Monday, January 21, 2013

Kendall's intervention-free birthing

Kendall from Great Proofreading is joining us again to share her birth story today, and to give helpful tips from her perspective to birthing without interventions.  Thank you Kendall!

My name is Kendall Hoover and I am the Senior Copy Editor at Great Marks Proofreading Consultants. I have one son, one cat, and one soldier for a husband. I like Greek food, biking, organic farming, and buying vintage Star Wars t-shirts for my son. I blog at “Backspace to Bookbinding”.

A friend of mine asked me once about intervention-free childbirth. She was interested in pursuing it, but everyone kept telling her that she was na├»ve and would be yelling for an epidural. She wanted to know how childbirth without interventions was for me, whether I would do it again, what was helpful, and what was distracting.  After telling her that I received the same comments from those around me, and that I used them to fuel my resolve for an intervention-free childbirth, I answered her questions in this way:

First, I would not have been able to do it if my husband and my doula did not have as much information about alternative pain relief and the reasons to not get an epidural as I did. My husband and I both
read “The Thinking Woman's Guide to a Better Birth” (at least, he did the first half or so), and we both attended something like 30 hours of childbirth classes together. So, I would definitely do as much as possible to have your husband involved with gathering information and planning. Talk about what you want to
do in early labor, active labor, how you want to push, what role you'll need him to play, a secret sign for when you want the doctor gone, etc.


...It's doable.

When you get to the point where you seriously feel like you CAN NOT DO IT ANY MORE -- you're almost there, so don't give up. We learned this in our childbirth classes and it was true for both a friend of mine and I (we were a matter of a couple of hours away when we got to that point -- both of us started pushing very soon after that). I will do it again next time (or at least attempt it again), however, right afterwards I felt like "WE ARE HAVING NO MORE KIDS!", then about a month later I felt like "IF WE HAVE KIDS IT WILL BE A LONG WAY OFF!" then at two months or so I felt like "IF WE HAVE KIDS I AM GETTING AN EPIDURAL!" and now I really want to get pregnant again and do it naturally.  So, my point is, I'm not going to say it was easy, but I got over it.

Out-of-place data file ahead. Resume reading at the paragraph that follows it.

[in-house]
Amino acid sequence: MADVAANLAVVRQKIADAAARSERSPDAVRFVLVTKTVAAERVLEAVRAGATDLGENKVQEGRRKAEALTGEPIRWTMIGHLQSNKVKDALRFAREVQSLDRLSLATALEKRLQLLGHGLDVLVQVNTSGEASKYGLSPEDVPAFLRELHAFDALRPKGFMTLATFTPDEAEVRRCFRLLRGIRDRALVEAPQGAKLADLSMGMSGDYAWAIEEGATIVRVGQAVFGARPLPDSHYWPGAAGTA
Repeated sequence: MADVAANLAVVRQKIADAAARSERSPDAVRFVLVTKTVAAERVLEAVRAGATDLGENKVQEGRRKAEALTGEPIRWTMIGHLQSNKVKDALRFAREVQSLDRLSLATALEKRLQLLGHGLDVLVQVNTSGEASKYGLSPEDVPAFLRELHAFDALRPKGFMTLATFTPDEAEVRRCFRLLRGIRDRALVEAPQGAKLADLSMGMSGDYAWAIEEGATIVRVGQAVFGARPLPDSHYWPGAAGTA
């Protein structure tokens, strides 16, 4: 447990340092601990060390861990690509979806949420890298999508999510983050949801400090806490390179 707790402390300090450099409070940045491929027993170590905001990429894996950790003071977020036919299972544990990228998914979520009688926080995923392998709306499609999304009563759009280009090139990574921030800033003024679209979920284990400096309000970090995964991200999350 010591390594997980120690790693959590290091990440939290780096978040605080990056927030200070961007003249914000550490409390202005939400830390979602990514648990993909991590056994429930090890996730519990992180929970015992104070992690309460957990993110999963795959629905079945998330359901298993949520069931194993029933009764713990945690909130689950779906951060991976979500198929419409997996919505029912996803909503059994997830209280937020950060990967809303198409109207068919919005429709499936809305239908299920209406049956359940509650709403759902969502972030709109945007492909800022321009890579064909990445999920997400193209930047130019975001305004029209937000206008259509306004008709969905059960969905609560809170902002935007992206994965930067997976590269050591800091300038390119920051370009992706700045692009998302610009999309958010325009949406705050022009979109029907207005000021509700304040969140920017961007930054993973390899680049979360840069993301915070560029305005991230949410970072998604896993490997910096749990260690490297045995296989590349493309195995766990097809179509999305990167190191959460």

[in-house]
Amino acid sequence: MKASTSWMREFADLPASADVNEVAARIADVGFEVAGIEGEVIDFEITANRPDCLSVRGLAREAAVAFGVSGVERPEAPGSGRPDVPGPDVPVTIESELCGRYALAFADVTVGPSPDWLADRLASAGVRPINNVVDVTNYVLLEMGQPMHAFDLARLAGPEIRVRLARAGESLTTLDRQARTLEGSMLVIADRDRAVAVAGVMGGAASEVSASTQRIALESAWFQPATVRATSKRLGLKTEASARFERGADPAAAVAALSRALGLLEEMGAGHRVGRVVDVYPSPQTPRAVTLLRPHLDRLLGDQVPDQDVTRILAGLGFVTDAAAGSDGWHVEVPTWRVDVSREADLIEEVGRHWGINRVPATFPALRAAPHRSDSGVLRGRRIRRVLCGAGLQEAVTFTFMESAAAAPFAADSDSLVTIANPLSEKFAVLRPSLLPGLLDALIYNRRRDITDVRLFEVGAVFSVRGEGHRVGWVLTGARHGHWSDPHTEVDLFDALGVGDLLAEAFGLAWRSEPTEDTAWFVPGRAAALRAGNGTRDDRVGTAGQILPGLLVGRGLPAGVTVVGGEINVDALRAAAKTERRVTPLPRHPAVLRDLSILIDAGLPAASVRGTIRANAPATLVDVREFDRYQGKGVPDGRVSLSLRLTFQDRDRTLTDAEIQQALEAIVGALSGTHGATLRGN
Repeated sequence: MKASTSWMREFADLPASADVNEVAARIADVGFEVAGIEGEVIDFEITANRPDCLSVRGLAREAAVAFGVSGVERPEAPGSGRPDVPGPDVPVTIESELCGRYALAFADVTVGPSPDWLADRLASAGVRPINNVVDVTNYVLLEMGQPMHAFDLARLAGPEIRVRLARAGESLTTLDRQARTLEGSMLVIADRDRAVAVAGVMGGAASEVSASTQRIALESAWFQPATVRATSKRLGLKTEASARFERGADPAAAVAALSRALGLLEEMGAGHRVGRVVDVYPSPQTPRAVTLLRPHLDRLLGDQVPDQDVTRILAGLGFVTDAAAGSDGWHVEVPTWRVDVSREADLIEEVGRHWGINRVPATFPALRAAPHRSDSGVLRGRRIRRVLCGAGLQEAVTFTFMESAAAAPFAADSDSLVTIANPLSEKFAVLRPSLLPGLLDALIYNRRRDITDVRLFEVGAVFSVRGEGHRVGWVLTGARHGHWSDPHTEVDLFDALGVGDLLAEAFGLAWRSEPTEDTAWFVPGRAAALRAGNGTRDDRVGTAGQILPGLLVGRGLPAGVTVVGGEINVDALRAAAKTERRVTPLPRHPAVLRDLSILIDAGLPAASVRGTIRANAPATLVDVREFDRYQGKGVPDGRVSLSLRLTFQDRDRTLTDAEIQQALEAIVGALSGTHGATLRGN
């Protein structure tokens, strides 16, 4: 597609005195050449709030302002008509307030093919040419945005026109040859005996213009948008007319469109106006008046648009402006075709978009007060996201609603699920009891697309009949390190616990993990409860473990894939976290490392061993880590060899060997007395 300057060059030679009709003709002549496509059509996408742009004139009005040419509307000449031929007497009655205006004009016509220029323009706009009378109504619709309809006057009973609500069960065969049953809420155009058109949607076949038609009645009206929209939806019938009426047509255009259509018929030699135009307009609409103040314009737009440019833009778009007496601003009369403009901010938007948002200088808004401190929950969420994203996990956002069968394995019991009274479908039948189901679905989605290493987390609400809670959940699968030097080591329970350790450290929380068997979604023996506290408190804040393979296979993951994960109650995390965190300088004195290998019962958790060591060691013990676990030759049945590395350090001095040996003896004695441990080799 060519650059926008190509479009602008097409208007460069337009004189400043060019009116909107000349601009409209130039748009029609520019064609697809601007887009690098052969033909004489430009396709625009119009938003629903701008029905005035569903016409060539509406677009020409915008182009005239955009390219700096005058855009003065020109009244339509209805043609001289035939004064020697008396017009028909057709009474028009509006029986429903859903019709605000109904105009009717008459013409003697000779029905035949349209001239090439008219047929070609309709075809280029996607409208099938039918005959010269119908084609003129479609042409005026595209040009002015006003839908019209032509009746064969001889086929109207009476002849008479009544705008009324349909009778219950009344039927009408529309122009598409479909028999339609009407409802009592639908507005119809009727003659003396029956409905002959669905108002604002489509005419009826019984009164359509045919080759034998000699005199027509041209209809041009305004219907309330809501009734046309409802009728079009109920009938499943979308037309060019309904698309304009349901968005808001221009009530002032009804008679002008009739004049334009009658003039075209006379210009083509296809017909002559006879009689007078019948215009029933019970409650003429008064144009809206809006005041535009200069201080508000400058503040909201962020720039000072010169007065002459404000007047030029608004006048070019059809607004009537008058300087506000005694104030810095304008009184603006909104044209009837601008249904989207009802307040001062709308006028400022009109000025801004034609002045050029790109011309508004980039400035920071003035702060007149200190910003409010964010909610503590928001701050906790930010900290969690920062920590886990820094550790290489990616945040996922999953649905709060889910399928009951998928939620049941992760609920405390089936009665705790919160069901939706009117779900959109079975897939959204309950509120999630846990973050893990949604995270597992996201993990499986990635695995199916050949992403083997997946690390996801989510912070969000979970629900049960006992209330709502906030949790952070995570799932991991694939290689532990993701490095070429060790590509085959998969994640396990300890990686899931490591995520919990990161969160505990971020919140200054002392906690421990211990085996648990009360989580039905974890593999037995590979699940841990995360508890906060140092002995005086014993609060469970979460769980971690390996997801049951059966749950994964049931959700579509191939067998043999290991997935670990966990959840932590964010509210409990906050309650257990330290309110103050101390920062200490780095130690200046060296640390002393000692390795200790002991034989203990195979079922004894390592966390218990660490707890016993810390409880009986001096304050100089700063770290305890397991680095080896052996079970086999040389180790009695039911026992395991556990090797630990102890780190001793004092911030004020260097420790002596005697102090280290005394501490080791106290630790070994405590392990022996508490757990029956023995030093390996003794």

Labor pain was different than any pain I'd felt before, not just because it was more painful, but
because it is a different kind of pain. It's not like you stubbed your toe and now you hurt, or you broke your
arm -- some kind of accident. Labor pain is supposed to be there and it has a purpose.  This was what I kept thinking about. I used that as my mantra during labor. A friend's mantra was that she and her daughter were in it together -- it's not easy for the baby either, but your bodies work together to make it happen.

I knew that the average birth is 16 hours, so I didn't expect the baby to just pop out. I was 17 hours. My friend was 12. However, I ignored the clock for a long time until my doctor said "we're going to have this baby before 7" (which I did not). So, ideally no one mentions time. Consider talking to your doctor about this beforehand. I walked around for the first 6 hours or so, and I think this helped a lot as well.
"The Thinking Woman's Guide to a Better Birth" helped me immensely. “Ina May's Guide to Childbirth” is also good, but mostly full of anecdotes. The friend I mentioned above said she liked Ina May's guide a lot, though. I learned from “Thinking Woman’s Guide” that if you're going intervention-free, go all the way. Don't try to induce and then not get an epidural.


We were trying to use a tub for pain relief but the water at the hospital doesn't get very warm because they have a limit on it, and the tub leaked. Next time I will probably just use the shower (at least if we're at the same hospital). The luke-warm water just made everything worse.  
When I was pushing, there
were all these beeps. I have no idea where they were coming from -- the incubator, the doctor's beeper, lights, etc. Ohmygosh, it was so distracting. My husband and I talked about it and next time he will be in charge of telling them to turn off whatever they can. This also might be better in a birth center than a hospital.

Ultimately, the thing that helped the most was gaining as much information as possible about intervention-free childbirth, so that I didn’t have to rely on the mistaken social pressures for induction and epidurals. The
naysayers didn’t say much about intervention-free childbirth after I’d done it!

Did you find anything to be particularly helpful or distracting during your birthing time?

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